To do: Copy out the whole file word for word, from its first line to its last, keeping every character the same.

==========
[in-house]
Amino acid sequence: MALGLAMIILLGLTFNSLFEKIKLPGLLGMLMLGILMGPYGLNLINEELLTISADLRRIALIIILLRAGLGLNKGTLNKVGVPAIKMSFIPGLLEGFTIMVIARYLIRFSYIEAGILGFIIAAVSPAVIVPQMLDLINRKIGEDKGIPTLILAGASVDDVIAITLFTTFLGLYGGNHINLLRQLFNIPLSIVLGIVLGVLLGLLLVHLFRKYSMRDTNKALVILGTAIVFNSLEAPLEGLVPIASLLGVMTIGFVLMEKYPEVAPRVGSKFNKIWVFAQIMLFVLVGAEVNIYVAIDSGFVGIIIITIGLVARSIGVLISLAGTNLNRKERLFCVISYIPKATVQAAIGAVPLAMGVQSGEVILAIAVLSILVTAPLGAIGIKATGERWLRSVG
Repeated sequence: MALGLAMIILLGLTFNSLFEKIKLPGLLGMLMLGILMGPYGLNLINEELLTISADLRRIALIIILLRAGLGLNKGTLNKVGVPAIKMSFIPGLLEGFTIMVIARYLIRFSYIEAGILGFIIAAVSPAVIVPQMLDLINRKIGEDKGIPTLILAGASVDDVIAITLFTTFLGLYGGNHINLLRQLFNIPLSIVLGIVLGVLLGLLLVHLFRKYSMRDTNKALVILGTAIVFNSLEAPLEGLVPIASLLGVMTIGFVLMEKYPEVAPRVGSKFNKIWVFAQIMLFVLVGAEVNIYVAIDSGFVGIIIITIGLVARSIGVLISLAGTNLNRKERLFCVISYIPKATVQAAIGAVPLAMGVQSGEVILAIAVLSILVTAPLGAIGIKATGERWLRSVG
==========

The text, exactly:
[in-house]
Amino acid sequence: MALGLAMIILLGLTFNSLFEKIKLPGLLGMLMLGILMGPYGLNLINEELLTISADLRRIALIIILLRAGLGLNKGTLNKVGVPAIKMSFIPGLLEGFTIMVIARYLIRFSYIEAGILGFIIAAVSPAVIVPQMLDLINRKIGEDKGIPTLILAGASVDDVIAITLFTTFLGLYGGNHINLLRQLFNIPLSIVLGIVLGVLLGLLLVHLFRKYSMRDTNKALVILGTAIVFNSLEAPLEGLVPIASLLGVMTIGFVLMEKYPEVAPRVGSKFNKIWVFAQIMLFVLVGAEVNIYVAIDSGFVGIIIITIGLVARSIGVLISLAGTNLNRKERLFCVISYIPKATVQAAIGAVPLAMGVQSGEVILAIAVLSILVTAPLGAIGIKATGERWLRSVG
Repeated sequence: MALGLAMIILLGLTFNSLFEKIKLPGLLGMLMLGILMGPYGLNLINEELLTISADLRRIALIIILLRAGLGLNKGTLNKVGVPAIKMSFIPGLLEGFTIMVIARYLIRFSYIEAGILGFIIAAVSPAVIVPQMLDLINRKIGEDKGIPTLILAGASVDDVIAITLFTTFLGLYGGNHINLLRQLFNIPLSIVLGIVLGVLLGLLLVHLFRKYSMRDTNKALVILGTAIVFNSLEAPLEGLVPIASLLGVMTIGFVLMEKYPEVAPRVGSKFNKIWVFAQIMLFVLVGAEVNIYVAIDSGFVGIIIITIGLVARSIGVLISLAGTNLNRKERLFCVISYIPKATVQAAIGAVPLAMGVQSGEVILAIAVLSILVTAPLGAIGIKATGERWLRSVG